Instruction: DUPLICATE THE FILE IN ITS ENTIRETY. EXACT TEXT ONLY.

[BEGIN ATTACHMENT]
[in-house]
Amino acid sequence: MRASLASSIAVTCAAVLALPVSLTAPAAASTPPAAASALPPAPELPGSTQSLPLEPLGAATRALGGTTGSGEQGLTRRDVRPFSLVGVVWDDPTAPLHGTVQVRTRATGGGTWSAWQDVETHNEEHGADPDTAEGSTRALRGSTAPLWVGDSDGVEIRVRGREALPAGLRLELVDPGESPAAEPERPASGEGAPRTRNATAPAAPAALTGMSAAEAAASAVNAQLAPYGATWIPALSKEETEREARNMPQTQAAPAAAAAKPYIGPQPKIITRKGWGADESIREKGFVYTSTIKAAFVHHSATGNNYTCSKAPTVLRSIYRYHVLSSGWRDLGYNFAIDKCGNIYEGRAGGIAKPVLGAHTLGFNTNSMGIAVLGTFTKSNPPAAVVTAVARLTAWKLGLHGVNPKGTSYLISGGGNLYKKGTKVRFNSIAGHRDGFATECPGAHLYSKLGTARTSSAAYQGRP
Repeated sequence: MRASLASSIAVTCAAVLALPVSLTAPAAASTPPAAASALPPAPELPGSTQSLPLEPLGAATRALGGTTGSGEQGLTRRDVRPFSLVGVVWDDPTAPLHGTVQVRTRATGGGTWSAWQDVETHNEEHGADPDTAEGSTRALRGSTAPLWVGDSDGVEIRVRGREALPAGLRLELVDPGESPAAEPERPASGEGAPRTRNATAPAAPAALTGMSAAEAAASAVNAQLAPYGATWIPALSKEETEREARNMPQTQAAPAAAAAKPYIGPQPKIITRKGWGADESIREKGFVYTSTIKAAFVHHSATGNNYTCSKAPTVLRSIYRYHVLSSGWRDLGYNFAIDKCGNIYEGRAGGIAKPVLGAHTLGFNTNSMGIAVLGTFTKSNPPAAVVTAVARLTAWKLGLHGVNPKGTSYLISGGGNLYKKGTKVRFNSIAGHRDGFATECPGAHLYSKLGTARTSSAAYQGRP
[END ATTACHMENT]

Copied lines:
[in-house]
Amino acid sequence: MRASLASSIAVTCAAVLALPVSLTAPAAASTPPAAASALPPAPELPGSTQSLPLEPLGAATRALGGTTGSGEQGLTRRDVRPFSLVGVVWDDPTAPLHGTVQVRTRATGGGTWSAWQDVETHNEEHGADPDTAEGSTRALRGSTAPLWVGDSDGVEIRVRGREALPAGLRLELVDPGESPAAEPERPASGEGAPRTRNATAPAAPAALTGMSAAEAAASAVNAQLAPYGATWIPALSKEETEREARNMPQTQAAPAAAAAKPYIGPQPKIITRKGWGADESIREKGFVYTSTIKAAFVHHSATGNNYTCSKAPTVLRSIYRYHVLSSGWRDLGYNFAIDKCGNIYEGRAGGIAKPVLGAHTLGFNTNSMGIAVLGTFTKSNPPAAVVTAVARLTAWKLGLHGVNPKGTSYLISGGGNLYKKGTKVRFNSIAGHRDGFATECPGAHLYSKLGTARTSSAAYQGRP
Repeated sequence: MRASLASSIAVTCAAVLALPVSLTAPAAASTPPAAASALPPAPELPGSTQSLPLEPLGAATRALGGTTGSGEQGLTRRDVRPFSLVGVVWDDPTAPLHGTVQVRTRATGGGTWSAWQDVETHNEEHGADPDTAEGSTRALRGSTAPLWVGDSDGVEIRVRGREALPAGLRLELVDPGESPAAEPERPASGEGAPRTRNATAPAAPAALTGMSAAEAAASAVNAQLAPYGATWIPALSKEETEREARNMPQTQAAPAAAAAKPYIGPQPKIITRKGWGADESIREKGFVYTSTIKAAFVHHSATGNNYTCSKAPTVLRSIYRYHVLSSGWRDLGYNFAIDKCGNIYEGRAGGIAKPVLGAHTLGFNTNSMGIAVLGTFTKSNPPAAVVTAVARLTAWKLGLHGVNPKGTSYLISGGGNLYKKGTKVRFNSIAGHRDGFATECPGAHLYSKLGTARTSSAAYQGRP